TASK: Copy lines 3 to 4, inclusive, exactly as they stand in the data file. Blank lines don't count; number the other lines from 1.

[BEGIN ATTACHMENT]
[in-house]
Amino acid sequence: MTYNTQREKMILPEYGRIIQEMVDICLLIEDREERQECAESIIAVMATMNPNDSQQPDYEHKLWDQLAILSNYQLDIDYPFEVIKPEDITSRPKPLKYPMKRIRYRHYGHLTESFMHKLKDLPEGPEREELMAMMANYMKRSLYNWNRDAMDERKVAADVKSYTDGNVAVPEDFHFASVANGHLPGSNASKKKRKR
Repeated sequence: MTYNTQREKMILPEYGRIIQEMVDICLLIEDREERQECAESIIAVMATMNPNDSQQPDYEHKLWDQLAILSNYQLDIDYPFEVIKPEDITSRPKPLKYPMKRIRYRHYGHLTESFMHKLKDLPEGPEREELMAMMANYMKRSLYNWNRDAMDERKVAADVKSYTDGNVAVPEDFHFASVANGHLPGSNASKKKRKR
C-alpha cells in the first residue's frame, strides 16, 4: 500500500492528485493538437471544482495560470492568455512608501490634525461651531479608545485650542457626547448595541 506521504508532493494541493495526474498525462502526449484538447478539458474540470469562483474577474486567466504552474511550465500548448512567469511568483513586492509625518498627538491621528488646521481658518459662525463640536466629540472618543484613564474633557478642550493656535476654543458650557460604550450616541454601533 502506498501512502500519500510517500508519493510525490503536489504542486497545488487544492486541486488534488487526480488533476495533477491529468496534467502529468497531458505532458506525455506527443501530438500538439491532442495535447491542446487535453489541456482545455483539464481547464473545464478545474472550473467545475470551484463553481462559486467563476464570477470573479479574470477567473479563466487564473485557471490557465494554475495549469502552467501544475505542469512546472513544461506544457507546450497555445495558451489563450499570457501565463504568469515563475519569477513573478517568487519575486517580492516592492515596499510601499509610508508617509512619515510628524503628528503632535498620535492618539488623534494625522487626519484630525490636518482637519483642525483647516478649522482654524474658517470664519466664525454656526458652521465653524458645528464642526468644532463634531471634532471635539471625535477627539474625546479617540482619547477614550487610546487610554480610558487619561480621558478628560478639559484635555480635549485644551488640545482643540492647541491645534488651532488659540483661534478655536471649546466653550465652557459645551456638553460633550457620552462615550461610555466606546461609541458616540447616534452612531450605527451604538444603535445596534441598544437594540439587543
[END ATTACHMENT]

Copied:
Repeated sequence: MTYNTQREKMILPEYGRIIQEMVDICLLIEDREERQECAESIIAVMATMNPNDSQQPDYEHKLWDQLAILSNYQLDIDYPFEVIKPEDITSRPKPLKYPMKRIRYRHYGHLTESFMHKLKDLPEGPEREELMAMMANYMKRSLYNWNRDAMDERKVAADVKSYTDGNVAVPEDFHFASVANGHLPGSNASKKKRKR
C-alpha cells in the first residue's frame, strides 16, 4: 500500500492528485493538437471544482495560470492568455512608501490634525461651531479608545485650542457626547448595541 506521504508532493494541493495526474498525462502526449484538447478539458474540470469562483474577474486567466504552474511550465500548448512567469511568483513586492509625518498627538491621528488646521481658518459662525463640536466629540472618543484613564474633557478642550493656535476654543458650557460604550450616541454601533 502506498501512502500519500510517500508519493510525490503536489504542486497545488487544492486541486488534488487526480488533476495533477491529468496534467502529468497531458505532458506525455506527443501530438500538439491532442495535447491542446487535453489541456482545455483539464481547464473545464478545474472550473467545475470551484463553481462559486467563476464570477470573479479574470477567473479563466487564473485557471490557465494554475495549469502552467501544475505542469512546472513544461506544457507546450497555445495558451489563450499570457501565463504568469515563475519569477513573478517568487519575486517580492516592492515596499510601499509610508508617509512619515510628524503628528503632535498620535492618539488623534494625522487626519484630525490636518482637519483642525483647516478649522482654524474658517470664519466664525454656526458652521465653524458645528464642526468644532463634531471634532471635539471625535477627539474625546479617540482619547477614550487610546487610554480610558487619561480621558478628560478639559484635555480635549485644551488640545482643540492647541491645534488651532488659540483661534478655536471649546466653550465652557459645551456638553460633550457620552462615550461610555466606546461609541458616540447616534452612531450605527451604538444603535445596534441598544437594540439587543